TransmissionsEarly AMCs came equipped with the Borg-Warner Shift Command automatic or the T10 four-speed on the performance models. The T10 has always been a decent piece, but the Shift Command automatic shifts poorly and has little or no aftermarket support for performance use. The reason is that after 1972 you could get the TorqueFlite 727 Chrysler transmission with an AMC bolt pattern from a fullsize Jeep or AMC passenger car. With the door open to all the mainstream Chrysler speed goodies like converters, shift kits, and shifters, it's no wonder the early automatic is more for pleasant street cruising while the 727 is used for Friday night drag racing.
The easy way, of course, would be to pick up a catalog and order the 727 or even a 904, a converter, and a shifter and call it done. But if you're into it, Advance Adapters has an adapter to retrofit any GM trans, including overdrives.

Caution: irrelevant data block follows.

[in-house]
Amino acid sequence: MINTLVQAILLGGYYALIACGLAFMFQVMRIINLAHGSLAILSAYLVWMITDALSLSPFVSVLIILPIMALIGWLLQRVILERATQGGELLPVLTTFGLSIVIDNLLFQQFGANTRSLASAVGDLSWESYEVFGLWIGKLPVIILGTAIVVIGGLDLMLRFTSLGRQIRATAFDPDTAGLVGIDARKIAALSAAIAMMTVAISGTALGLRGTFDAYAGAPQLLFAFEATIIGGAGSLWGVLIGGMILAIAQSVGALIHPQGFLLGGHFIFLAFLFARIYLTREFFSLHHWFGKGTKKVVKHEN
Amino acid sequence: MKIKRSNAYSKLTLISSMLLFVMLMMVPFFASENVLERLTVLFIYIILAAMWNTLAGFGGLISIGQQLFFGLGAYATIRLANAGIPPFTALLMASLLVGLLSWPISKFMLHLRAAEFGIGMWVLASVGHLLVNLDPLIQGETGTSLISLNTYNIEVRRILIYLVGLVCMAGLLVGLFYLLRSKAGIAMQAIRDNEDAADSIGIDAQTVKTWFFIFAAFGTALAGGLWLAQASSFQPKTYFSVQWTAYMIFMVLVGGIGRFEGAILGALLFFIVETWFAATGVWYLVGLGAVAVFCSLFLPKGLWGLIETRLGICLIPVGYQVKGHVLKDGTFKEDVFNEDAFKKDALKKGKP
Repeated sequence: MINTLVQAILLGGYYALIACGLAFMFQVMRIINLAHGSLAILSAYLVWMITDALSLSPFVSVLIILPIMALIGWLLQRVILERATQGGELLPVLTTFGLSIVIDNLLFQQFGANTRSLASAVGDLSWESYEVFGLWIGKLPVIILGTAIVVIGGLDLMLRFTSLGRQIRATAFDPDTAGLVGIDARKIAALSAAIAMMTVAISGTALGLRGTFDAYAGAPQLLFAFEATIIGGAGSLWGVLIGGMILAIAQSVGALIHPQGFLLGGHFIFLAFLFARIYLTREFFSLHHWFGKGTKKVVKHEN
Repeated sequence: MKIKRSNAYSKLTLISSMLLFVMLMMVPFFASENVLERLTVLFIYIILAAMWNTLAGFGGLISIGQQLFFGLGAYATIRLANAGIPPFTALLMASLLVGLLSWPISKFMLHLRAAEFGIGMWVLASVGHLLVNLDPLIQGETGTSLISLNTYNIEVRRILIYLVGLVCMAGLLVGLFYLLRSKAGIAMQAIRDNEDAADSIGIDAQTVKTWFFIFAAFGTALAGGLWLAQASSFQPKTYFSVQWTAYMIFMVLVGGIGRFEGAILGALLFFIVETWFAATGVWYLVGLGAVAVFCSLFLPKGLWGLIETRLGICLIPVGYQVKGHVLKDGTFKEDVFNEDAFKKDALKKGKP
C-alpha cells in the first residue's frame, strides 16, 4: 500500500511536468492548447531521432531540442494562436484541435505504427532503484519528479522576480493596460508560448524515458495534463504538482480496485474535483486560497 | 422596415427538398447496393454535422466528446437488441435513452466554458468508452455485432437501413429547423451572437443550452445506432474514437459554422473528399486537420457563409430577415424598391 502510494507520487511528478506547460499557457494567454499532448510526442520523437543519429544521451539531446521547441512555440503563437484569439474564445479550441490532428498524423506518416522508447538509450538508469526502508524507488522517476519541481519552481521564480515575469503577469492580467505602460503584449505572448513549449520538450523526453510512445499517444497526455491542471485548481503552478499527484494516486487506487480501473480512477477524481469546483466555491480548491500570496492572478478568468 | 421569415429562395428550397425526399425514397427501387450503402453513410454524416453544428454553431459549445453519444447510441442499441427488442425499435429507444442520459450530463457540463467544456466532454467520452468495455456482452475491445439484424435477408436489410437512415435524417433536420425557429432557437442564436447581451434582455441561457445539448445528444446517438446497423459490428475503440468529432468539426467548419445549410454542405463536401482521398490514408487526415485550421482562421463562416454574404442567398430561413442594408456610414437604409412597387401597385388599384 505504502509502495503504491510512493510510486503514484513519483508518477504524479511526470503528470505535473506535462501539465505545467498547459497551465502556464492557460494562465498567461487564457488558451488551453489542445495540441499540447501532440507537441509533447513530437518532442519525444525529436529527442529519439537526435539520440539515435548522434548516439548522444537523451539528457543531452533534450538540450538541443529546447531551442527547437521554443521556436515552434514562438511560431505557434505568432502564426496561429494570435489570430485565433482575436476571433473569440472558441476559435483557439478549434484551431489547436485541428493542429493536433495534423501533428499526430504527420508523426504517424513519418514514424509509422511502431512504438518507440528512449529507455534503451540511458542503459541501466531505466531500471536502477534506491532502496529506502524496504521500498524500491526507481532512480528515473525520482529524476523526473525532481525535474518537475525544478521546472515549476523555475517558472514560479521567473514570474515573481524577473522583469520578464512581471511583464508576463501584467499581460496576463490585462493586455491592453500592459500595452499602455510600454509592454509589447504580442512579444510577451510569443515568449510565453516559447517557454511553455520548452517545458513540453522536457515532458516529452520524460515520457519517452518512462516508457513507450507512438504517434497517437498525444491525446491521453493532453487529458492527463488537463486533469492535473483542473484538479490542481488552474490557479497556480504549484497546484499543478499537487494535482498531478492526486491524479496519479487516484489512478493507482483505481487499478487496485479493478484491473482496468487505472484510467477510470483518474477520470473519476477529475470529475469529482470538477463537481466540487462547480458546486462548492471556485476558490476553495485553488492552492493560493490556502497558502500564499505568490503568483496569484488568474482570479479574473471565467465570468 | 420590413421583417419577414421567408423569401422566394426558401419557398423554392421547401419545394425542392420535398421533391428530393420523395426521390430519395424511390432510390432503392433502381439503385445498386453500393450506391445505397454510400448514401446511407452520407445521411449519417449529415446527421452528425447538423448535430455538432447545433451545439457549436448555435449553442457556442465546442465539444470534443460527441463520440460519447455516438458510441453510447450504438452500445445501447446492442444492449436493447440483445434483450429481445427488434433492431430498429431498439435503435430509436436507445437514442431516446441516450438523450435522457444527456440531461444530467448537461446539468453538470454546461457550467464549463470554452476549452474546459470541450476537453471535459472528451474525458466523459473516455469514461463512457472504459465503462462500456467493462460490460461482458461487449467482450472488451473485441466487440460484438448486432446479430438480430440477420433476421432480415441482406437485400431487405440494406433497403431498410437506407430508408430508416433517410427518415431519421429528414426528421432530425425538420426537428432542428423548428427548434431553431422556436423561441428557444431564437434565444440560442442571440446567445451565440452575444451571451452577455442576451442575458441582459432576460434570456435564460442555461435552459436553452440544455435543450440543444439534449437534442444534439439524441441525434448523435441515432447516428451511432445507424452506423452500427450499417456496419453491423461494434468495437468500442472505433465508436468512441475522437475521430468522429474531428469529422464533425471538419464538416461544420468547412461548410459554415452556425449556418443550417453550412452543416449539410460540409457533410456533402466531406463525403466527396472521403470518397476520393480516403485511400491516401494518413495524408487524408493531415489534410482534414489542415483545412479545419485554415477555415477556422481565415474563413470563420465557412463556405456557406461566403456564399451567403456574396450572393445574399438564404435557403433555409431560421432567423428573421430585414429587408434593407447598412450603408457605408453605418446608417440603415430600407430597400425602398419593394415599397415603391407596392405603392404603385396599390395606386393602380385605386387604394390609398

The standard transmission is a bit more straightforward; if you're lucky enough to score a four-speed T10 car, leave it in there. It also should be known that the T5 five-speed from late-model Mustangs and Camaros can be used with the stock bellhousing from the 401 AMC V-8. With a pilot bushing or flywheel swap, both are acceptable for performance applications.
DetailsFinally, the dress-up. Unlike Big Three cars, AMC used the 5-on-4.5 bolt pattern on all its musclecar-era cars. This happens to be the same bolt pattern as Ford and Chrysler, so swap meets and any of the huge number of wheel makers can provide rims for an AMC. Also, because of the Jeep guys, you can score about any part for the engine in chrome. All good, just don't overdo it.
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